Who is your publisher? I actually formed my own imprint when I started self-publishing in 2010. The imprint is called Her Raven Domain, and the name is based on a title of a novel I began writing in 1994 after my brother died. It’s a way of paying tribute to his memory.

Did you learn anything from writing this book and what was it? When I first started writing Dark Lady of Doona, I had only read two biographies about Granía O’Malley and a couple of books on Irish history. The first draft lacked all the complexity of actual history because it was too limited in scope. There was an imbalance because the lines of the heroes and the villains were drawn simplistically. In order to tell the whole story, I had to study the Tudors because I needed to know how they made their decisions about their empire. I needed to incorporate the impact of England’s war with Spain, and what happened when Spain’s ships wrecked on the Irish coast. It became more interesting when I found a way of making her life difficult because she was trying to preserve her way of life, yet had to become a spy for her enemy in order to do so. Every time I went to the library, I kept finding more books essential to developing the novel. Sometimes I thought I’d never be done with the research, but I loved having all these resources. I hadn’t had much interest in the Tudor era, and originally thought it was sufficient to just read biographies about Granía O’Malley. I’m glad I expanded the scope of the work!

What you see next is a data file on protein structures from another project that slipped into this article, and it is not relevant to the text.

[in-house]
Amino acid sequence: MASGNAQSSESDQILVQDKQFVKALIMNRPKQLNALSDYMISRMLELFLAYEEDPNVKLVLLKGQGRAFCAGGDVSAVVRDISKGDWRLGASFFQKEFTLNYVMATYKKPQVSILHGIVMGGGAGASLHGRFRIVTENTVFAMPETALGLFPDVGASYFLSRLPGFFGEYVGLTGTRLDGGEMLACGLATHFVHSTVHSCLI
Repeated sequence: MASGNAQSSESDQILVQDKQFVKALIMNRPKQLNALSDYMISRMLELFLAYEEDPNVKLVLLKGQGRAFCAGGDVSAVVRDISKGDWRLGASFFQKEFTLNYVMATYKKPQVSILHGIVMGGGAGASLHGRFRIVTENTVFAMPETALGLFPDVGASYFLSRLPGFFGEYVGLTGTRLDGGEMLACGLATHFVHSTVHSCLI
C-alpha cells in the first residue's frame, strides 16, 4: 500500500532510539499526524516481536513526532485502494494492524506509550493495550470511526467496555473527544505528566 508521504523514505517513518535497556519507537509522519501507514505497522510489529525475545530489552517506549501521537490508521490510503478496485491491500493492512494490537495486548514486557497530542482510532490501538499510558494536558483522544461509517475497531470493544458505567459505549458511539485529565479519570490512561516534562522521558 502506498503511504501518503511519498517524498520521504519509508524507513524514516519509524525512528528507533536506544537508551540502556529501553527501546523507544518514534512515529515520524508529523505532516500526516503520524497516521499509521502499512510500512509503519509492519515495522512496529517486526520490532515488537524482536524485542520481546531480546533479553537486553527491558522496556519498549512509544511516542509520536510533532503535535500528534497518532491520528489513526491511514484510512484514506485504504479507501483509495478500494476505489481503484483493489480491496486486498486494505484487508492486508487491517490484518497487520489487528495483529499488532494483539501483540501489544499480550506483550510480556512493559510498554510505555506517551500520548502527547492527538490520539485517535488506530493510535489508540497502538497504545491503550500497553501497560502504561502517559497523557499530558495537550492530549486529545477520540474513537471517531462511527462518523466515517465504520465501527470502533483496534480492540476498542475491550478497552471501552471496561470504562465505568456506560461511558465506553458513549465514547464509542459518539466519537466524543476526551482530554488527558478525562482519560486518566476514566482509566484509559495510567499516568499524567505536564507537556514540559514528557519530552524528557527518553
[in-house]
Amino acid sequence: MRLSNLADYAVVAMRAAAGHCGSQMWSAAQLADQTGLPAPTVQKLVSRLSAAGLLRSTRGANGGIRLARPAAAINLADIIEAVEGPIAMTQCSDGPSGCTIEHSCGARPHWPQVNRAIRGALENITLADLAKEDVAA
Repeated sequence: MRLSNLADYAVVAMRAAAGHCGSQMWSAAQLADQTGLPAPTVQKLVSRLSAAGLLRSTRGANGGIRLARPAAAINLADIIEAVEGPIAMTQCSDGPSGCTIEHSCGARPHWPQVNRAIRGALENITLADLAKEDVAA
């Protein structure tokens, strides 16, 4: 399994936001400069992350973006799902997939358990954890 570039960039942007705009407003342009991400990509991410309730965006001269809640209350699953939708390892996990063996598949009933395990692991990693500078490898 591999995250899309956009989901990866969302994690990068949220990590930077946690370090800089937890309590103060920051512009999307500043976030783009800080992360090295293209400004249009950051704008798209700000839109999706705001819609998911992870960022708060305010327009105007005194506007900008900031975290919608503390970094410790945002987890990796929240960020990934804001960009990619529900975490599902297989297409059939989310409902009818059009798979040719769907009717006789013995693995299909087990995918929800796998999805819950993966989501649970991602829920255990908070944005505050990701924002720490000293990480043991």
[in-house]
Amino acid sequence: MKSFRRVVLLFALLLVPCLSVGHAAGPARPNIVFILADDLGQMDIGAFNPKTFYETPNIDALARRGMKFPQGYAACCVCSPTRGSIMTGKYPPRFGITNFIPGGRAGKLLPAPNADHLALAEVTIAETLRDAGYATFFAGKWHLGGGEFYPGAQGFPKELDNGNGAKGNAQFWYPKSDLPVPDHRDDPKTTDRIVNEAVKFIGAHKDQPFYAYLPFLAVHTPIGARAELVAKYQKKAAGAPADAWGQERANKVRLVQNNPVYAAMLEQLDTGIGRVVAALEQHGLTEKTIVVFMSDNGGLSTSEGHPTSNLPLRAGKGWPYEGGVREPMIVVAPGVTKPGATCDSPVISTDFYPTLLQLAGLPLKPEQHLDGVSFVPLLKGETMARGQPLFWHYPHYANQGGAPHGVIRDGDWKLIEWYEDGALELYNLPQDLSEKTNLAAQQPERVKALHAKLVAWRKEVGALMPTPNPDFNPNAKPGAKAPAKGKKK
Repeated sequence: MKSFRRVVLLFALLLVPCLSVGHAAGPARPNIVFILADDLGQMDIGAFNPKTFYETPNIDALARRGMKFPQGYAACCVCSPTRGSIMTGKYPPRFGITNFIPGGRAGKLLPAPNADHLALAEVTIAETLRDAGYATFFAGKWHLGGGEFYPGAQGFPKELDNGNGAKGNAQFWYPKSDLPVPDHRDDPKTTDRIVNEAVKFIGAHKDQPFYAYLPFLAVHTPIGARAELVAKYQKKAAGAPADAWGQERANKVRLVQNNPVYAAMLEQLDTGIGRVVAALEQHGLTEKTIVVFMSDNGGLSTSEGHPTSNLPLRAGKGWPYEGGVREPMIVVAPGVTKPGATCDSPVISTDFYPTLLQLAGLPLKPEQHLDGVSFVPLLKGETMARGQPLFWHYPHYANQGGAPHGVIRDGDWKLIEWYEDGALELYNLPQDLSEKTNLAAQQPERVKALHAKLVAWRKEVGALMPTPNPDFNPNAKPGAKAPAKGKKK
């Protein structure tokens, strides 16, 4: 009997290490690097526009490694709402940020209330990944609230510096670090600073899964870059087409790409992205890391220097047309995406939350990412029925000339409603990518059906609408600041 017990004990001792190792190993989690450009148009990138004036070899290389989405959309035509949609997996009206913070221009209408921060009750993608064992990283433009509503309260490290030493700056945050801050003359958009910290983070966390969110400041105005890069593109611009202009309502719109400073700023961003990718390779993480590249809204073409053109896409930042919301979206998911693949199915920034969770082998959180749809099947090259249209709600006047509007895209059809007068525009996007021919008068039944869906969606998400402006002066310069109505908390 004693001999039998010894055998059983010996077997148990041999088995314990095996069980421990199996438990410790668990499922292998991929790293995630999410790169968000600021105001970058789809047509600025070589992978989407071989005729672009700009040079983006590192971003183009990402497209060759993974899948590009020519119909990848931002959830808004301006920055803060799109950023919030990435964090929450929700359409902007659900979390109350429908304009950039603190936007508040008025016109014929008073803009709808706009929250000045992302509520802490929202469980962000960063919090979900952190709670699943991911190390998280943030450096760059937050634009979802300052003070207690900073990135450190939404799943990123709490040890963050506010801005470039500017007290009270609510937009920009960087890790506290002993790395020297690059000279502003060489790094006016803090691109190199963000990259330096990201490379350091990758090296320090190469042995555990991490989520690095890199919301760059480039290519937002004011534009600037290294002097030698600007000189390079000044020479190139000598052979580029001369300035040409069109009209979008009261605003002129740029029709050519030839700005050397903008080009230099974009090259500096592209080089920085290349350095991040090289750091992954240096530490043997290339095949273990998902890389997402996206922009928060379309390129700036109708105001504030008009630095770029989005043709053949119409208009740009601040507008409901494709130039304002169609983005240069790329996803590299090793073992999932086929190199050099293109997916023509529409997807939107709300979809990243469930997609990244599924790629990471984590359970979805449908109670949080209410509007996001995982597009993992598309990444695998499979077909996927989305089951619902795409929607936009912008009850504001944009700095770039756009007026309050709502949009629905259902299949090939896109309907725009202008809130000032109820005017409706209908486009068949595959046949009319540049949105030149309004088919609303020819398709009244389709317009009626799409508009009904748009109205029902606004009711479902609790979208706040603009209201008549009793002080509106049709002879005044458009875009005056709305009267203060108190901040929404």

Will you write others in this same genre? I definitely have plans to write more historical fiction, even though I am taking a break to work on some speculative fiction and fantasy. When I return to historical fiction, I will be working on a range of eras and places, including 1880s Algeria, ancient Mesopotamia in the years leading up the rule of Sargon the Great, medieval Baghdad, and Tombstone, Arizona, in the wake of the gunfight at OK Corral.

Is there a message in your novel that you want readers to grasp? I hope that my novels bring an interest in history to readers. There is no limit to the amount of inspiration that can be found by studying it. Not just in terms of creating stories, but discovering all the different people and events that have shaped the world. Too much has been destroyed and forgotten—the Library of Alexandria, Baghdad’s House of Wisdom, the codices burned by conquistadors in Central America, and even today with the attack on the library where ancient manuscripts were stored in Mali—I mourn each loss and wonder what stories have never been told because they weren’t preserved. History informs current events, and I wish that connection was made more often. My stories, I hope, play a small part in keeping interesting people of the past alive.